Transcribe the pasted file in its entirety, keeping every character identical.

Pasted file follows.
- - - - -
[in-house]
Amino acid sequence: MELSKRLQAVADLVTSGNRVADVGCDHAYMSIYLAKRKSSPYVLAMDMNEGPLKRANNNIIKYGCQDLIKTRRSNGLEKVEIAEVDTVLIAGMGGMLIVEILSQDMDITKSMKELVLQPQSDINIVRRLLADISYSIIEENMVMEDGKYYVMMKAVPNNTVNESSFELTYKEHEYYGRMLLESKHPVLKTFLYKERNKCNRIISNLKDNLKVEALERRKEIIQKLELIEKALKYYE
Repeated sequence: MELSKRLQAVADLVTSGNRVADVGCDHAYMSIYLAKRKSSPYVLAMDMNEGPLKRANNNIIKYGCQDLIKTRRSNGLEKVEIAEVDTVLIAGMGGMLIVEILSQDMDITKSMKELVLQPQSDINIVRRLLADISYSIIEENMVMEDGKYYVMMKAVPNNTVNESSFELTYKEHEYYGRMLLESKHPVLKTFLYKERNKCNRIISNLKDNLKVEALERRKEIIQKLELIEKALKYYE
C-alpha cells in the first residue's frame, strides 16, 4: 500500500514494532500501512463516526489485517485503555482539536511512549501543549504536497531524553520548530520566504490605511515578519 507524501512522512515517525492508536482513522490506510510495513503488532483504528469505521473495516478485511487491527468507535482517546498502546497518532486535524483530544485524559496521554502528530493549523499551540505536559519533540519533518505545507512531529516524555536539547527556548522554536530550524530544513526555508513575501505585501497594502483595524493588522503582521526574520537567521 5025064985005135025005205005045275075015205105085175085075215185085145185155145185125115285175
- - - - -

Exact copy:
[in-house]
Amino acid sequence: MELSKRLQAVADLVTSGNRVADVGCDHAYMSIYLAKRKSSPYVLAMDMNEGPLKRANNNIIKYGCQDLIKTRRSNGLEKVEIAEVDTVLIAGMGGMLIVEILSQDMDITKSMKELVLQPQSDINIVRRLLADISYSIIEENMVMEDGKYYVMMKAVPNNTVNESSFELTYKEHEYYGRMLLESKHPVLKTFLYKERNKCNRIISNLKDNLKVEALERRKEIIQKLELIEKALKYYE
Repeated sequence: MELSKRLQAVADLVTSGNRVADVGCDHAYMSIYLAKRKSSPYVLAMDMNEGPLKRANNNIIKYGCQDLIKTRRSNGLEKVEIAEVDTVLIAGMGGMLIVEILSQDMDITKSMKELVLQPQSDINIVRRLLADISYSIIEENMVMEDGKYYVMMKAVPNNTVNESSFELTYKEHEYYGRMLLESKHPVLKTFLYKERNKCNRIISNLKDNLKVEALERRKEIIQKLELIEKALKYYE
C-alpha cells in the first residue's frame, strides 16, 4: 500500500514494532500501512463516526489485517485503555482539536511512549501543549504536497531524553520548530520566504490605511515578519 507524501512522512515517525492508536482513522490506510510495513503488532483504528469505521473495516478485511487491527468507535482517546498502546497518532486535524483530544485524559496521554502528530493549523499551540505536559519533540519533518505545507512531529516524555536539547527556548522554536530550524530544513526555508513575501505585501497594502483595524493588522503582521526574520537567521 5025064985005135025005205005045275075015205105085175085075215185085145185155145185125115285175